Soldiers deployed in high-altitude areas such as Siachen and Ladakh lack sufficient essential gear, clothing and rations, the Comptroller and Auditor General of India told Parliament on Monday.

During the audit period of 2015-’16 to 2017-’18, troops had to use old items instead of being given new improved ones, while lack of special rations compromised their calorie intake by as high as 82%, the auditor found. Procurement of high-altitude clothing and equipment was delayed by up to four years, leading to acute shortage of such items, the audit report said.

A “critical shortage” of between 62% to 98% was reported in snow goggles. “The troops were not issued multi-purpose boots from November 2015 to September 2016 and had to resort to recycling of available boots,” the report that was tabled in Parliament on Monday said.

“Further, old versions of items such as face mask, jacket and sleeping bags were procured which deprived the troops from the benefits of using improved products. Lack of research and development by defence laboratory led to continued dependence on import.”

In the case of ration, “substitutes in lieu of scaled items were authorised on ‘cost-to-cost’ basis, which resulted in supply of reduced quantity of substitutes”, the report said. “At Leh station in one instance it was noticed that the special ration items were shown as issued to troops for consumption without their actual receipt,” it said.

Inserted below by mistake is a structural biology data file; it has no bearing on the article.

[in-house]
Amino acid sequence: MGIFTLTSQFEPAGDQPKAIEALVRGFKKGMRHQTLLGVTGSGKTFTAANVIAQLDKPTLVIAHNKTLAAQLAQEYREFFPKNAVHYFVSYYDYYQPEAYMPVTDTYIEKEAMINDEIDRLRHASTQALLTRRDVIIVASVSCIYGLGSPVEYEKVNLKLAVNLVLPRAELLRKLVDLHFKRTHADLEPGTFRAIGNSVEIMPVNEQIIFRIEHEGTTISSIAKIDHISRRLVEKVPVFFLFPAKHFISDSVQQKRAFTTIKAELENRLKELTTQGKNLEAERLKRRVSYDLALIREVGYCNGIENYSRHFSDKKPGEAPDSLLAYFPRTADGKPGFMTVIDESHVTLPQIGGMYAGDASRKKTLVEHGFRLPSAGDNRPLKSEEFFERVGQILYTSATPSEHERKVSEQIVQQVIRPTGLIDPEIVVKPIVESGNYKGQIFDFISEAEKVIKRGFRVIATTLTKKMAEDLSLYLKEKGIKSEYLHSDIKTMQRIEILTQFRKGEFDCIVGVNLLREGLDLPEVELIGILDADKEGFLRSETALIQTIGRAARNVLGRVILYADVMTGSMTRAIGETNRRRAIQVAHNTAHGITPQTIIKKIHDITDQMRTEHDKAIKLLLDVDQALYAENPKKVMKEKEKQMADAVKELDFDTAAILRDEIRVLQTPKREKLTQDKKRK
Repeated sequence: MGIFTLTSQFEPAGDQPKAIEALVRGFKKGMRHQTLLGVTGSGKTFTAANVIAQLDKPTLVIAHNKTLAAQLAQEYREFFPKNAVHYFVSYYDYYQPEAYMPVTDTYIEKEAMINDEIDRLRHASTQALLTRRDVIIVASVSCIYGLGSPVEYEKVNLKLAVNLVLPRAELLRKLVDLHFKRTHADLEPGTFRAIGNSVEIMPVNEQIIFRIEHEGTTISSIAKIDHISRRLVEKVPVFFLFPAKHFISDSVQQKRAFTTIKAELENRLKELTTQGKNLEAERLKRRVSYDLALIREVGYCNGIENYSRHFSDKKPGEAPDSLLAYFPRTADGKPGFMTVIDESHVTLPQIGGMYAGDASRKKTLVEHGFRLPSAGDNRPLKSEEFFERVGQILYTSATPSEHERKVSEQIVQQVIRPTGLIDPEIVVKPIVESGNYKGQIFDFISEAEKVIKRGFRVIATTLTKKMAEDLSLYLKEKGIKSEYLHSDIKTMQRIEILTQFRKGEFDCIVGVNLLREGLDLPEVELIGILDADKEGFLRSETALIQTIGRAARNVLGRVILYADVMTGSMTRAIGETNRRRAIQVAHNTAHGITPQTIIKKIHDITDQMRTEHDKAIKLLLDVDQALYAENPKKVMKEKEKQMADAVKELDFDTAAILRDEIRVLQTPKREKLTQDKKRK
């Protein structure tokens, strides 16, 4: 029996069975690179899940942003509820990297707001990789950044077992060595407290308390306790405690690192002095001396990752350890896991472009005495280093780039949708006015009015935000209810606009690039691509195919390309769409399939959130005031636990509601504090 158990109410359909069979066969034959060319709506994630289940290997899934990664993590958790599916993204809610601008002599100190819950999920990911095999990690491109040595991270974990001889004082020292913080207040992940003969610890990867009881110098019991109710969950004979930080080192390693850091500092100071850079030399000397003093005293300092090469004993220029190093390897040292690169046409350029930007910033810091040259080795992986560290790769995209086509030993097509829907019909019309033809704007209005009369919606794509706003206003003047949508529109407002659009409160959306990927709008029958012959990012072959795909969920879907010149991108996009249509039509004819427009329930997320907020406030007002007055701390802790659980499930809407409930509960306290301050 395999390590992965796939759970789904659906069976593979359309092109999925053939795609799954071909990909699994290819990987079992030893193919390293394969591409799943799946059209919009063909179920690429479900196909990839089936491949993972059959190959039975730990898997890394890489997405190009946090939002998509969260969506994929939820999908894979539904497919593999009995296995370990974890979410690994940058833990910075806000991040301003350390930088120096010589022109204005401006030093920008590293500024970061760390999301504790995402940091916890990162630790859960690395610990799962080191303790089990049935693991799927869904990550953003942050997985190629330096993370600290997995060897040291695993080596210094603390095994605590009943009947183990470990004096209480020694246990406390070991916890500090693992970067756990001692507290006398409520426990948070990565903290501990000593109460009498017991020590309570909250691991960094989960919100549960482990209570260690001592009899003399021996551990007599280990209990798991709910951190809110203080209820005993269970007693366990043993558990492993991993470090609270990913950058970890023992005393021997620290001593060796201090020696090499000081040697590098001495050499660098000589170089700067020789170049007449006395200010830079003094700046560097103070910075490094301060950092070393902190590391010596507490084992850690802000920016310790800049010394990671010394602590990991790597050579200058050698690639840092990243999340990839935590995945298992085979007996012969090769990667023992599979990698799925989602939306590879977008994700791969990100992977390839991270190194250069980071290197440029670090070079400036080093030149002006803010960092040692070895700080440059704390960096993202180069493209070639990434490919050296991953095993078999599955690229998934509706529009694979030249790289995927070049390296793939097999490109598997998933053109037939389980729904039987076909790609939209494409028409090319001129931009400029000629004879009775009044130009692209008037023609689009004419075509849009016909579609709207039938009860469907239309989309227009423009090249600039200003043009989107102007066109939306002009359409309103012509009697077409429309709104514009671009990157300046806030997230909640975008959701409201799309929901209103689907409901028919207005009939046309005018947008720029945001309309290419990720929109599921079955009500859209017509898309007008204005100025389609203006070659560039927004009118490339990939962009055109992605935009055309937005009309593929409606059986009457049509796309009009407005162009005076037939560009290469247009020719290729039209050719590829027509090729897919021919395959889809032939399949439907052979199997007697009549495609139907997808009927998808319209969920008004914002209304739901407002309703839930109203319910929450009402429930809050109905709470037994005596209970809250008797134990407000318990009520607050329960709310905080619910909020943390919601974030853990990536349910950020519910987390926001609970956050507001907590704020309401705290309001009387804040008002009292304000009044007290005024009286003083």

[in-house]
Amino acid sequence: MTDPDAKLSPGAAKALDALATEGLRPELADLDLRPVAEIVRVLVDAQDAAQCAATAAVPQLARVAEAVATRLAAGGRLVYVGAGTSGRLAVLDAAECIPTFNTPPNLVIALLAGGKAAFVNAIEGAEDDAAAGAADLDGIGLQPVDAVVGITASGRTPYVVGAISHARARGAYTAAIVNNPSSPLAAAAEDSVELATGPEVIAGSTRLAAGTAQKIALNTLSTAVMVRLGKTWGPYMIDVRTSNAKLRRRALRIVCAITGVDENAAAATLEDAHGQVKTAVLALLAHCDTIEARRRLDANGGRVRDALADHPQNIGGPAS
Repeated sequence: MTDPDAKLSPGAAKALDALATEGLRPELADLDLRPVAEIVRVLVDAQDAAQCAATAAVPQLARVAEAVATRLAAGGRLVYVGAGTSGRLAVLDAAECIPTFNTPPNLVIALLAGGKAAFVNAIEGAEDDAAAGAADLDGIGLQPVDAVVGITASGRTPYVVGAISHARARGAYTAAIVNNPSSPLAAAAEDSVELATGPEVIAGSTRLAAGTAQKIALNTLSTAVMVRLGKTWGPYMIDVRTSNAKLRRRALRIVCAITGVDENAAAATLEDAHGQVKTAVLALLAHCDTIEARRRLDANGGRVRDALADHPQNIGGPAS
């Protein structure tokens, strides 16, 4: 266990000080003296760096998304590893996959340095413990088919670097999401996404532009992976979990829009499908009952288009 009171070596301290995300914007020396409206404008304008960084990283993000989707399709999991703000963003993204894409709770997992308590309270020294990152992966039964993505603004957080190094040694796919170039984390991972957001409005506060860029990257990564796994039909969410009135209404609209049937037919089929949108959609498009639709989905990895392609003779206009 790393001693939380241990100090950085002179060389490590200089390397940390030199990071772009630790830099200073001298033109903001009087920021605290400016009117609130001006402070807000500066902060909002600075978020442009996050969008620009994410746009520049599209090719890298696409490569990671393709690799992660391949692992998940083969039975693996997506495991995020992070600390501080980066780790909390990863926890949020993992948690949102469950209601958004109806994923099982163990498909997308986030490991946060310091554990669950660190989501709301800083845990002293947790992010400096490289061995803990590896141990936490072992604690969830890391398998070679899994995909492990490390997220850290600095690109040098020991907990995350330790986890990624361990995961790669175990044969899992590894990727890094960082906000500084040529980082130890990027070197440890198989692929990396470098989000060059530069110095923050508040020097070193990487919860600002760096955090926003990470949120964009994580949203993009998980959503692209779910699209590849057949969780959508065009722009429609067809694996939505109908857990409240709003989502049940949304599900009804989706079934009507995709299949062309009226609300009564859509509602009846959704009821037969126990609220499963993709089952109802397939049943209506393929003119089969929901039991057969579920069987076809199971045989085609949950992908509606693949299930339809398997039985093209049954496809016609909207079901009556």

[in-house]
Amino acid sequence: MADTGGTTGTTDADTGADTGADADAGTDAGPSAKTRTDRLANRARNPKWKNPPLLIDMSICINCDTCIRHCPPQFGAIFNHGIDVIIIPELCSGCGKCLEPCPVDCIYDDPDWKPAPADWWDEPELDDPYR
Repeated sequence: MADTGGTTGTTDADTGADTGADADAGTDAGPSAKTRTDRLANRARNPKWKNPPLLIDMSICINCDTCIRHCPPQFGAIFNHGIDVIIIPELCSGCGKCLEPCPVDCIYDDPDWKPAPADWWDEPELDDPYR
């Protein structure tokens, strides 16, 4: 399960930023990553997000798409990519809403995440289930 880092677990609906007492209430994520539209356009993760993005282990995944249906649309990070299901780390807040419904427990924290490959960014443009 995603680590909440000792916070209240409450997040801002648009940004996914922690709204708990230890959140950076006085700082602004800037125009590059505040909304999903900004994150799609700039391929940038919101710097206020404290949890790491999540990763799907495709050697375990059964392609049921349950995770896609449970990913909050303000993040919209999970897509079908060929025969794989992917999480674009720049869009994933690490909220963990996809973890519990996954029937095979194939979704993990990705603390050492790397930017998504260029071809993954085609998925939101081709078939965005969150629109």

On housing, the report said that a project for improvement in housing conditions in high-altitude area was executed in “an ad hoc manner”. “In the first two phases of pilot project extensive summer/winter trials were conducted,” the CAG report said. “The third phase constituted confirmatory trial, at a cost of Rs 63.65 crore. This was avoidable, since the first two phases were exhaustive.”

“Further, the sanction by the competent authority for the main project was not obtained,” the report added. “Handing over assets created under pilot project to the units got delayed much beyond stipulated time frame, depriving users of resources which were already scant in challenging climatic conditions. There were discrepancies between the assets shown in Numerical Asset Register and assets on the ground.”

However, senior Army officials told Hindustan Times that the report was dated and claimed things had improved in the last two years.